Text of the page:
Levi Strauss & Co. is bracing for tepid consumer spending this holiday season after back-to-school shoppers in the U.S. balked at higher prices on its namesake jeans and Dockers pants.
“It is hard to imagine a very robust holiday season compared to last year,” Chief Financial Officer Blake Jorgensen said in a telephone interview yesterday from San Francisco, where closely held Levi is based. “We remain cautious around where the future is going over the next couple of quarters.”
Some shoppers at J.C. Penney Co., Sears Holdings Corp. and Kohl’s Corp. stores bought fewer pairs of Levi jeans in the quarter that ended Aug. 28, which included the start of the back-to-school season, Jorgensen said. To clear out excess merchandise, Levi cut prices it had raised in the past year to cover soaring cotton costs, hurting profitability.
Levi’s gross margin, the fraction of sales remaining after subtracting the cost of goods sold, narrowed to 47 percent in the quarter from 49 percent a year earlier, the company said yesterday. Revenue advanced 8.6 percent to $1.2 billion.
“Price increases in the value channel were much harder on the consumer,” said Jorgensen, 51. Regular prices of those jeans were $30 to $50 in the quarter, after jumping by $5 to $15 to make up for higher costs, he said.
“Your average family with two or three kids may have bought two pairs of jeans before,” he said. “You are buying one now.”
Wal-Mart Stores Inc., the world’s largest retailer, said said today during an investors meeting that U.S. apparel sales are improving while comparable-store clothing sales still are declining from last year. The Bentonville, Arkansas-based company said it plans to double its volume of holiday television advertising.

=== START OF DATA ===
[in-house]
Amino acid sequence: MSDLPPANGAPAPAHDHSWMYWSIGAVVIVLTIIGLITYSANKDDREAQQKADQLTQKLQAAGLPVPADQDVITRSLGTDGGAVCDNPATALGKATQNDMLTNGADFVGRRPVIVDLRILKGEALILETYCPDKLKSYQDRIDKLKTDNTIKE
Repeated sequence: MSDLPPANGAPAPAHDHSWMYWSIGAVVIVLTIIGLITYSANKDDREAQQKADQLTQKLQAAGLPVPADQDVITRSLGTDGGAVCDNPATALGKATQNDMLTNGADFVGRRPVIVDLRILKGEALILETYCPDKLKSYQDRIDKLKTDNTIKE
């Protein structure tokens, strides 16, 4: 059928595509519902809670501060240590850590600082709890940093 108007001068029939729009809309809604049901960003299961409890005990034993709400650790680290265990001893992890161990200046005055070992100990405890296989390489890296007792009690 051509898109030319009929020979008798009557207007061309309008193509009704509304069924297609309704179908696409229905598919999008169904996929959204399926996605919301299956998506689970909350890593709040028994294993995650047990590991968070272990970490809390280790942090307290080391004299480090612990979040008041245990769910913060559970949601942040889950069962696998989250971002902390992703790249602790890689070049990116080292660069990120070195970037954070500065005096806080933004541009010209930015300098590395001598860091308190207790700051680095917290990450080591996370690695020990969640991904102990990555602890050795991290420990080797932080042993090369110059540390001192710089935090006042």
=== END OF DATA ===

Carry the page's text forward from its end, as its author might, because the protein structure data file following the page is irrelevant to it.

U.S. retail sales growth will slow to 2.8 percent during the holiday season, restrained by decelerating job growth, a weak housing market and a volatile stock market, the National Retail Federation said last week.
The increase to an estimated $465.6 billion in retail sales in November and December compares with a 5.2 percent jump last year and the 10-year average of 2.6 percent, according to the Washington-based NRF.
Jorgensen said other apparel makers may have misjudged how much they could raise prices.
“Most of the industry is making production bets six to 12 months in advance,” he said. “Normally, that is not a problem. But in a year in which prices dramatically moved due to input costs, you’ve got some guessing around how the consumer is going to react.”
Penney, Sears and Kohl’s cater to “the core population of America” that’s worried about jobs and “took pause” in August amid political rancor in Washington and signs the economy may be slipping back into recession, Jorgensen said.
“Until you see real job growth, you’re not going to see real economic momentum,” Jorgensen said. “The U.S. has a long- term issue with unemployment that for the average consumer is going to remain challenging.”
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